“We have analysed the energy revolution on two time horizons. The main grid development plan describes Fingrid’s development needs for the main grid and the plans until the start of the next decade. The network vision, which we have worked on with stakeholders, looks further into the future: it focuses on 2035, when Finland aims to be carbon-neutral,” Seppälä says.
The most significant variables in the future will be electricity consumption in industry, heating and transport, the generation and location of onshore and offshore wind power, the amount of distributed solar power, the amount of flexibility available from the supply and demand sides, and the future of nuclear power plants.
It is still hard to predict which of the scenarios in the network vision will become a reality, but it is already clear that large-scale wind power generation projects will lead to a significant increase in the need for electricity transmission capacity from northern Finland to the south.
The main grid development plan describes Fingrid’s development needs for the main grid and the plans until the start of the next decade.
The transmission capacity of the grid’s main transmission cross-sections – the Central Finland and Kemi-Oulujoki cross-sections – must be increased by several multiples in order to ensure that Finland remains a single bidding area for electricity trading and enable the same market price for electricity throughout the country.
From the perspective of the main grid, Finland’s target of becoming carbon neutral by 2035 is achievable. Making this possible will require significant investments of approximately EUR 3 billion over the next 15 years.
Fingrid has already updated its development plan on this basis, and it expects to invest about EUR 2 billion in the main grid over the next ten years. If a substantial amount of new, electricity-intensive industry arises in Finland or if Finland becomes an exporter of electricity or fuels produced using electricity, even larger sums will probably need to be invested in the main grid.
Impacts of the hydrogen economy studied
Hydrogen is currently the wild card of energy generation. The hydrogen economy has great potential, and Fingrid is currently evaluating the impacts of this potential on the energy transmission infrastructure in collaboration with Gasgrid Finland Oy, the national gas transmission network.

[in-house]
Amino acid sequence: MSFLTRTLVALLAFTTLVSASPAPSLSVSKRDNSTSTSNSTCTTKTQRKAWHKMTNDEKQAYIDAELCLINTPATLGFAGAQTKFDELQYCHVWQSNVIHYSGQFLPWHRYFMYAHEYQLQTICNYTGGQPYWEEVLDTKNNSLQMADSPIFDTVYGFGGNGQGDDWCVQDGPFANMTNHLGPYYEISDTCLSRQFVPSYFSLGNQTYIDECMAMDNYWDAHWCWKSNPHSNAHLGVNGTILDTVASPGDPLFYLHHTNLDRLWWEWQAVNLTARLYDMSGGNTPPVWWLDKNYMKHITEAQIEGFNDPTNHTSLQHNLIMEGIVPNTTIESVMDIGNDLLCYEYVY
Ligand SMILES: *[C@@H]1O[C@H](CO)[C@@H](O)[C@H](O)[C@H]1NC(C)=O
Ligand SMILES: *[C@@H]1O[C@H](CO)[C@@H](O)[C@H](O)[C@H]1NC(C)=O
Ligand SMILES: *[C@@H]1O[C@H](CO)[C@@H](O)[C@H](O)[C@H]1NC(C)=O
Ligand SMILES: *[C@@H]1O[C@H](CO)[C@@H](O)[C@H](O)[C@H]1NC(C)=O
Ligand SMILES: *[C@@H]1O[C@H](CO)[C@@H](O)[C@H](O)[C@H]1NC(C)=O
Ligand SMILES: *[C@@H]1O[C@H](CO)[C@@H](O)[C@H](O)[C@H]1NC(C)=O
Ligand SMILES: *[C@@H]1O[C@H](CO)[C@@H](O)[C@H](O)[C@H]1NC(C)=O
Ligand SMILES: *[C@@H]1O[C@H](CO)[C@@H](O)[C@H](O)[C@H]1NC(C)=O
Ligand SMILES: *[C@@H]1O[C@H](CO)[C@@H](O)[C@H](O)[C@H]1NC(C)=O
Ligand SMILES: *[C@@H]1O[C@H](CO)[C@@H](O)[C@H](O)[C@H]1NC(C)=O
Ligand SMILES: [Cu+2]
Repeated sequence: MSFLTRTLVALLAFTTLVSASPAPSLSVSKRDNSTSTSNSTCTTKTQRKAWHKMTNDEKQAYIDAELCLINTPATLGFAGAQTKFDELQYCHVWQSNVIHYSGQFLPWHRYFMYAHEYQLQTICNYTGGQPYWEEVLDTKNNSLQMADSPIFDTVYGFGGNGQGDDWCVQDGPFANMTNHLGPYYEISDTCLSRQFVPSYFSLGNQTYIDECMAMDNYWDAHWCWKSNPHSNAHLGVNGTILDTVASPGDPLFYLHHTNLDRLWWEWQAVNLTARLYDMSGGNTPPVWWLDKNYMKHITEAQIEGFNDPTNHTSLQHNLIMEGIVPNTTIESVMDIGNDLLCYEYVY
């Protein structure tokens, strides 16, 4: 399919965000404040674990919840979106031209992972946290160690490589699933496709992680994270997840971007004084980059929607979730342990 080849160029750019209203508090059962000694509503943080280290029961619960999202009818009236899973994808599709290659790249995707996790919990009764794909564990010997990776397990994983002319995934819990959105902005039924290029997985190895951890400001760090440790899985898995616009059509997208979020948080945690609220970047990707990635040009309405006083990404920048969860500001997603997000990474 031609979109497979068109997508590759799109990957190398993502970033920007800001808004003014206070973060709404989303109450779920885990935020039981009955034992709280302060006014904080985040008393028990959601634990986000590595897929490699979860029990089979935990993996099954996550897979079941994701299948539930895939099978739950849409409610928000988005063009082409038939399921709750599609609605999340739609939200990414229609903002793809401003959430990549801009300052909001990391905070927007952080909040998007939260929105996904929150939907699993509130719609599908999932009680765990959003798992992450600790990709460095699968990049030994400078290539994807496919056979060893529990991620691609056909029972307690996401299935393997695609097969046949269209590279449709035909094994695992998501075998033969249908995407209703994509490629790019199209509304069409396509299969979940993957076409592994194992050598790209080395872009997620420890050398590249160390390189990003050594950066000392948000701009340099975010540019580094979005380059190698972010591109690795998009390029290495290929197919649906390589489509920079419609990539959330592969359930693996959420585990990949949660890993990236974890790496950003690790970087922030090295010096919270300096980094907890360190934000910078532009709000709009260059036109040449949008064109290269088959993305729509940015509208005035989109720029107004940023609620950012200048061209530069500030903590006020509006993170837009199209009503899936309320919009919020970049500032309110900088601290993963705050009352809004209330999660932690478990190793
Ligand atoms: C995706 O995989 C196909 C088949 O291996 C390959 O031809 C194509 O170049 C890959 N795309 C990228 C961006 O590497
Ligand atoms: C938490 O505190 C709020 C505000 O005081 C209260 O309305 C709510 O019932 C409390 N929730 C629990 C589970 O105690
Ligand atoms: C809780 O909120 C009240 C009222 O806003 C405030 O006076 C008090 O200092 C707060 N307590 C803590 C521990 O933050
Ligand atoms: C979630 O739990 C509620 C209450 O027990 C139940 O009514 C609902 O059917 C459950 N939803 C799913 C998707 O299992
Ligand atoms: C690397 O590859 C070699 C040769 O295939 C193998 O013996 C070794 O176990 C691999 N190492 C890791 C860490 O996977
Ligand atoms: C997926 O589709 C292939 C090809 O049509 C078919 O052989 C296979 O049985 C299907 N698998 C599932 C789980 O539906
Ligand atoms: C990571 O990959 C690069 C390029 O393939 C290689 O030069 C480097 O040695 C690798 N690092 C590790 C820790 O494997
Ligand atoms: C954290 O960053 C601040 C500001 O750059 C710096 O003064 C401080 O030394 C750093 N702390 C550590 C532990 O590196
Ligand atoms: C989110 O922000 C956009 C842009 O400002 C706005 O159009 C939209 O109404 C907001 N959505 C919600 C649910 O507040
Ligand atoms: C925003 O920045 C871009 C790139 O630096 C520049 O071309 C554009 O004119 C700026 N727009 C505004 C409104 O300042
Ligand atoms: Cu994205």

“Hydrogen is worth producing wherever there is a lot of affordable electricity available, so Finland could be a great place for this purpose. If the hydrogen economy becomes a reality, we need to know how to prepare for it as an electricity transmission company,” Seppälä says.
Electricity consumption will increase even further if products made using electricity, such as hydrogen, are also refined for export, or if affordable clean electricity attracts new industrial investments to Finland, such as data centres and battery factories.
Power system vision starting up
The debate that arose after the network vision was published highlighted the need to consider the entire future of the power system vision under various future scenarios.
We also need to think about the needs that each scenario will place on the power system as a whole, the operation of the system, electricity markets, and the grid.
“The scenarios in the network vision focused on the grid’s hardware requirements. We also need to think about the needs that each scenario will place on the power system as a whole, the operation of the system, electricity markets, and the grid,” Eveliina Seppälä says.
Next year, Fingrid will complete its power system vision, which aims to examine the grid’s requirements and describe the type of development needed in the electricity market to ensure that a carbon-neutral society can materialise.